USEUROPEAFRICAASIA 中文双语Français
China
Home / China / China

An eclipse of the mooncake

By Xu Junqian | China Daily | Updated: 2013-09-19 07:46

 An eclipse of the mooncake

Customers choose low-priced mooncakes at a supermarket in Weifang, Shandong province. Zhang Chi / for China Daily

Sales of traditional palm-size pastries eaten during Mid-Autumn Festival feel the pitch of campaign to curb extravagance launched by nation's leader, reports Xu Junqian in Shanghai.

There is an old folk adage that well describes what China's mooncake market, and perhaps entire gift market is like: Those who eat (mooncakes) never spend a bit and those who buy never get a bite.

The sweet, palm-sized, square or round pastries that Chinese people have traditionally eaten at family gatherings during Mid-Autumn Festival for ages became a focal point, if not the epitome of China's gifting-giving culture and a penchant for luxury and extravagance.

Corporations give mooncakes - or vouchers for them - to business partners and government officials, subordinates to bosses and parents to their children's teachers to cultivate guanxi, or relations, whose importance might be illustrated by the Western saying: It's not what you know, but who you know that matters.

But the situation has changed radically this year, and the once-popular mooncakes have become almost taboo - following Moutai (Chinese liquor) and luxury banquets - widely shunned even weeks before Mid-Autumn Festival, which falls on Sept 19 this year.

Two events led to the change. First, President Xi Jinping implemented "eight rules" at the end of last year to fight corruption and reduce extravagance. Then, in late August, the disciplinary authority of the Communist Party of China issued a notice banning the use of government money to buy mooncakes as gifts during Mid-Autumn Festival and National Day Holiday, from Oct 1 to 7.

The disciplinary watchdog repeated the message in early September, instructing officials nationwide to avoid any lavish banquets and gifts, including mooncakes, paid for with public funds during the upcoming holiday.

Mooncake sales drop

In a back alley in Shanghai near the headquarters of Xinghualou, the traditional bakery chain, mooncake voucher scalpers have gathered for years to "do business" as the festival approached. But the atmosphere is grim this year.

"It's unprecedented," a full-time scalper who gave only his surname, Shi, said recently.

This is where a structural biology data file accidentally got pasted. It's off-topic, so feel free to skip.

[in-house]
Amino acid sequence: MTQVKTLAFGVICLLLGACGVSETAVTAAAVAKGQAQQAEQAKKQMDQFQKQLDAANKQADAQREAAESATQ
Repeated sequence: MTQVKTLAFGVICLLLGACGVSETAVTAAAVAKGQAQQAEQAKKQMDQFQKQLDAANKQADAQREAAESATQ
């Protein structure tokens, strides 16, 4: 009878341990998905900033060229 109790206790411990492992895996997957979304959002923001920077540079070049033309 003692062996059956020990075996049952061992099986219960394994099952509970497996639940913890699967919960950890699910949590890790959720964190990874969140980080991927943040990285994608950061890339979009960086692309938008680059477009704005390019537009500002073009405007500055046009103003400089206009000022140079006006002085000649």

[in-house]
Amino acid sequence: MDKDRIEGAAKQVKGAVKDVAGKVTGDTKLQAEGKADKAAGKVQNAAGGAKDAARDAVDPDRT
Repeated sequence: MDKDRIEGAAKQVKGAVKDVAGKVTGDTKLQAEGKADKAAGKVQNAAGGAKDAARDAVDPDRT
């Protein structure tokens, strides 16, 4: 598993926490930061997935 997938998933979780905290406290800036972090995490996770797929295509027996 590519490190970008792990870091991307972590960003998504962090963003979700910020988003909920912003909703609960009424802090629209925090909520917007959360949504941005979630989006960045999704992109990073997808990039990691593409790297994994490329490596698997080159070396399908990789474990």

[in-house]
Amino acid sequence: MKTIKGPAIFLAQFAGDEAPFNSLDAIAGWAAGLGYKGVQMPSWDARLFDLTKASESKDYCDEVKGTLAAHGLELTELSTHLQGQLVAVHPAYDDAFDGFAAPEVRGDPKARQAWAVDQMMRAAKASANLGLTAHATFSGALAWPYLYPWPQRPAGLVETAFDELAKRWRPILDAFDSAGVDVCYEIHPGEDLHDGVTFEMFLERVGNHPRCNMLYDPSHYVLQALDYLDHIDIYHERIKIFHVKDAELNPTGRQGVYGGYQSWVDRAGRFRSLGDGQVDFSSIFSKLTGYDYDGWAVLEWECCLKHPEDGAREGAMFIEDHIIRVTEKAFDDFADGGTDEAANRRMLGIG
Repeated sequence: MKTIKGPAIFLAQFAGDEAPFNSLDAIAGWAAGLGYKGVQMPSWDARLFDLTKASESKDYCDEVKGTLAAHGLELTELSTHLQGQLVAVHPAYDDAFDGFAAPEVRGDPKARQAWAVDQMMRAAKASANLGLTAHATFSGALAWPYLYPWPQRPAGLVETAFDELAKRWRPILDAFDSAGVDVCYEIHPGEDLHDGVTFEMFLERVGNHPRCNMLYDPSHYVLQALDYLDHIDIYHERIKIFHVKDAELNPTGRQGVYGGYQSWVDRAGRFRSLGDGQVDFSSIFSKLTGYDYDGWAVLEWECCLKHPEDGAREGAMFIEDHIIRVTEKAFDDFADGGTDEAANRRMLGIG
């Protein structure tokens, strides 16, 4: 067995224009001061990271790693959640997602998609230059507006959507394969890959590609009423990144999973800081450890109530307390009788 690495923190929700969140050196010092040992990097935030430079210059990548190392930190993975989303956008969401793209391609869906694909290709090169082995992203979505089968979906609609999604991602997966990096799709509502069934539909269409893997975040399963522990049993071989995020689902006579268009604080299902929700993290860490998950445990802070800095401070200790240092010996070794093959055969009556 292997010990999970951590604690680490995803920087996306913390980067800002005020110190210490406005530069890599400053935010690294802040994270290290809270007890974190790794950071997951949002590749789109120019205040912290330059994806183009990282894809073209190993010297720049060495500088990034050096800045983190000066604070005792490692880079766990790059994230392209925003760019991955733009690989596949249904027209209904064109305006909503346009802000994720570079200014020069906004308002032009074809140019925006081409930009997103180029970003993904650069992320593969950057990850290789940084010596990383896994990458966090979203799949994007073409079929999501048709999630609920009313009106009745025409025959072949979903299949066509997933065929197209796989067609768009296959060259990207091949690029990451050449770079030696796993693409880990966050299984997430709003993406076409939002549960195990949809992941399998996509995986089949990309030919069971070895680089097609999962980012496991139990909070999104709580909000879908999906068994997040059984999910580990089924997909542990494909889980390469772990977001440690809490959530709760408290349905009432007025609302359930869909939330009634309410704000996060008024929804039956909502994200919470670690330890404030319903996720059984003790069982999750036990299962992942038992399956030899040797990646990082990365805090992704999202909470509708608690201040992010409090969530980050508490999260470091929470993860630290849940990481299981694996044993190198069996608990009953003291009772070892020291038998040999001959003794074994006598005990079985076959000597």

Shi complained he hadn't "recycled a single mooncake voucher over the past weekend", while in previous years, the 40-something Shanghai native would collect scores of vouchers in a single weekday morning.

"The main problem is that nobody is coming to sell their vouchers because nobody is allowed to give them as gifts," he said.

Shi said this is "my most important season" and the amount of business he lost was incalculable.

According to the Shanghai Confectionary Industry Association, at least 40 percent of mooncakes sold every year were group-purchased by companies and institutions as gifts for their "clients on the special occasion".

How much of that 40 percent will vanish this year is not yet known, but the association said mooncake sales in Shanghai were down at least 20 percent this year in five-star hotels, restaurants and bakeries.

"It's just a few weeks before the festival. Usually this is the peak sales time," said Feng Fusheng, deputy secretary-general of the association. "If there's no peak now, it's not going to happen at all, because mooncakes are a seasonal thing."

Nationwide, mooncake sales have also declined by 20 percent compared with last year, the China Association of Bakery and Confectionery Industry said. It estimated that 280,000 metric tons of mooncakes were produced this year, and sales revenue is likely to exceed 16 billion yuan ($2.6 billion).

Previous Page 1 2 Next Page

Editor's picks
BACK TO THE TOP
Copyright 1995 - . All rights reserved. The content (including but not limited to text, photo, multimedia information, etc) published in this site belongs to China Daily Information Co (CDIC). Without written authorization from CDIC, such content shall not be republished or used in any form. Note: Browsers with 1024*768 or higher resolution are suggested for this site.
License for publishing multimedia online 0108263

Registration Number: 130349
FOLLOW US